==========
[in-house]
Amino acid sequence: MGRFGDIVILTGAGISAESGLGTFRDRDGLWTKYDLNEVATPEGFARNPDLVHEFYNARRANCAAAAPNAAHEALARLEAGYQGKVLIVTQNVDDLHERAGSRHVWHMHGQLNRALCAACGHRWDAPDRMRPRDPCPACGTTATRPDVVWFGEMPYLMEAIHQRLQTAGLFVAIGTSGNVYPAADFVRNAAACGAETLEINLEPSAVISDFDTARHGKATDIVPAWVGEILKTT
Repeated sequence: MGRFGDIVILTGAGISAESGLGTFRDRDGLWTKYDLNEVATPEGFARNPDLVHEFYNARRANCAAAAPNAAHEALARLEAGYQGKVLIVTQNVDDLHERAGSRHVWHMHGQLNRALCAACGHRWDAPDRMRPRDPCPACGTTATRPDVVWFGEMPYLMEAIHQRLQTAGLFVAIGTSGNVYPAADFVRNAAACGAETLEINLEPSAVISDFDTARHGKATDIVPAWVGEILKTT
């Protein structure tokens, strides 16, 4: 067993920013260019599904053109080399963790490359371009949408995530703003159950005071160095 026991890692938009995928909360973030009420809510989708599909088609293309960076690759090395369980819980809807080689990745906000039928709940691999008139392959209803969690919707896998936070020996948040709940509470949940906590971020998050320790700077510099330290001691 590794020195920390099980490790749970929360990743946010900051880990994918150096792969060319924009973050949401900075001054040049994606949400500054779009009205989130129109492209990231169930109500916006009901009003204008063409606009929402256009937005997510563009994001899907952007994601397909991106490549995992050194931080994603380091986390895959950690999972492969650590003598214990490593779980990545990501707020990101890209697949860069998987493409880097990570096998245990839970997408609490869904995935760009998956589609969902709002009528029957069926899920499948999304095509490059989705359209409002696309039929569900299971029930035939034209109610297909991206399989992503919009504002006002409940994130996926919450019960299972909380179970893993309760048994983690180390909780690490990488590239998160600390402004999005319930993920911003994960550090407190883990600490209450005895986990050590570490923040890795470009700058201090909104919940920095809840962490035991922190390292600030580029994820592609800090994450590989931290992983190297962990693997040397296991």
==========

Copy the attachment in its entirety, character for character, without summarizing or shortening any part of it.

[in-house]
Amino acid sequence: MGRFGDIVILTGAGISAESGLGTFRDRDGLWTKYDLNEVATPEGFARNPDLVHEFYNARRANCAAAAPNAAHEALARLEAGYQGKVLIVTQNVDDLHERAGSRHVWHMHGQLNRALCAACGHRWDAPDRMRPRDPCPACGTTATRPDVVWFGEMPYLMEAIHQRLQTAGLFVAIGTSGNVYPAADFVRNAAACGAETLEINLEPSAVISDFDTARHGKATDIVPAWVGEILKTT
Repeated sequence: MGRFGDIVILTGAGISAESGLGTFRDRDGLWTKYDLNEVATPEGFARNPDLVHEFYNARRANCAAAAPNAAHEALARLEAGYQGKVLIVTQNVDDLHERAGSRHVWHMHGQLNRALCAACGHRWDAPDRMRPRDPCPACGTTATRPDVVWFGEMPYLMEAIHQRLQTAGLFVAIGTSGNVYPAADFVRNAAACGAETLEINLEPSAVISDFDTARHGKATDIVPAWVGEILKTT
């Protein structure tokens, strides 16, 4: 067993920013260019599904053109080399963790490359371009949408995530703003159950005071160095 026991890692938009995928909360973030009420809510989708599909088609293309960076690759090395369980819980809807080689990745906000039928709940691999008139392959209803969690919707896998936070020996948040709940509470949940906590971020998050320790700077510099330290001691 590794020195920390099980490790749970929360990743946010900051880990994918150096792969060319924009973050949401900075001054040049994606949400500054779009009205989130129109492209990231169930109500916006009901009003204008063409606009929402256009937005997510563009994001899907952007994601397909991106490549995992050194931080994603380091986390895959950690999972492969650590003598214990490593779980990545990501707020990101890209697949860069998987493409880097990570096998245990839970997408609490869904995935760009998956589609969902709002009528029957069926899920499948999304095509490059989705359209409002696309039929569900299971029930035939034209109610297909991206399989992503919009504002006002409940994130996926919450019960299972909380179970893993309760048994983690180390909780690490990488590239998160600390402004999005319930993920911003994960550090407190883990600490209450005895986990050590570490923040890795470009700058201090909104919940920095809840962490035991922190390292600030580029994820592609800090994450590989931290992983190297962990693997040397296991």